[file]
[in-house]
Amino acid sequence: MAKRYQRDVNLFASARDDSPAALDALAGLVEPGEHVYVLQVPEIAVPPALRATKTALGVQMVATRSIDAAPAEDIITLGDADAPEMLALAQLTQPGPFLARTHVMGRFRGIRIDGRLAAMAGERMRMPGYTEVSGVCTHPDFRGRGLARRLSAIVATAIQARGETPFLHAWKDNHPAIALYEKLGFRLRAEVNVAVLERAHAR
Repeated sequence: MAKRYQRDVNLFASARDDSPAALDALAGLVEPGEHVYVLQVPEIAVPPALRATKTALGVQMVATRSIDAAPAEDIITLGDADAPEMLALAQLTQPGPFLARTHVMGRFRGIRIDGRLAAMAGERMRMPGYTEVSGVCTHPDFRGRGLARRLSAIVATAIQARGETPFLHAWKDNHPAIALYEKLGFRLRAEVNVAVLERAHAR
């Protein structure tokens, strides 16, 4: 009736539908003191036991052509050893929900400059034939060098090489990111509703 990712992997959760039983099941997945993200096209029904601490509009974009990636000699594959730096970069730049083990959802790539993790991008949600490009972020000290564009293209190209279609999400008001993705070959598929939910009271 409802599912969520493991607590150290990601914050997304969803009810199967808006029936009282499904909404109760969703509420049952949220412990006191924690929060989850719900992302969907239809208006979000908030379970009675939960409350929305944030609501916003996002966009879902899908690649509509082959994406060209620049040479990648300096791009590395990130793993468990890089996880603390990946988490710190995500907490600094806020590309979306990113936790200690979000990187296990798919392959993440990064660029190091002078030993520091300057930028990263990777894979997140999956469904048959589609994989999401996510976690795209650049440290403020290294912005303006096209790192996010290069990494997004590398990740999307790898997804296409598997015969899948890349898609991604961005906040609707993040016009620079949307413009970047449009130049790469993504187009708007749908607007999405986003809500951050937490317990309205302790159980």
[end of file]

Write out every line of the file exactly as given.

[in-house]
Amino acid sequence: MAKRYQRDVNLFASARDDSPAALDALAGLVEPGEHVYVLQVPEIAVPPALRATKTALGVQMVATRSIDAAPAEDIITLGDADAPEMLALAQLTQPGPFLARTHVMGRFRGIRIDGRLAAMAGERMRMPGYTEVSGVCTHPDFRGRGLARRLSAIVATAIQARGETPFLHAWKDNHPAIALYEKLGFRLRAEVNVAVLERAHAR
Repeated sequence: MAKRYQRDVNLFASARDDSPAALDALAGLVEPGEHVYVLQVPEIAVPPALRATKTALGVQMVATRSIDAAPAEDIITLGDADAPEMLALAQLTQPGPFLARTHVMGRFRGIRIDGRLAAMAGERMRMPGYTEVSGVCTHPDFRGRGLARRLSAIVATAIQARGETPFLHAWKDNHPAIALYEKLGFRLRAEVNVAVLERAHAR
């Protein structure tokens, strides 16, 4: 009736539908003191036991052509050893929900400059034939060098090489990111509703 990712992997959760039983099941997945993200096209029904601490509009974009990636000699594959730096970069730049083990959802790539993790991008949600490009972020000290564009293209190209279609999400008001993705070959598929939910009271 409802599912969520493991607590150290990601914050997304969803009810199967808006029936009282499904909404109760969703509420049952949220412990006191924690929060989850719900992302969907239809208006979000908030379970009675939960409350929305944030609501916003996002966009879902899908690649509509082959994406060209620049040479990648300096791009590395990130793993468990890089996880603390990946988490710190995500907490600094806020590309979306990113936790200690979000990187296990798919392959993440990064660029190091002078030993520091300057930028990263990777894979997140999956469904048959589609994989999401996510976690795209650049440290403020290294912005303006096209790192996010290069990494997004590398990740999307790898997804296409598997015969899948890349898609991604961005906040609707993040016009620079949307413009970047449009130049790469993504187009708007749908607007999405986003809500951050937490317990309205302790159980």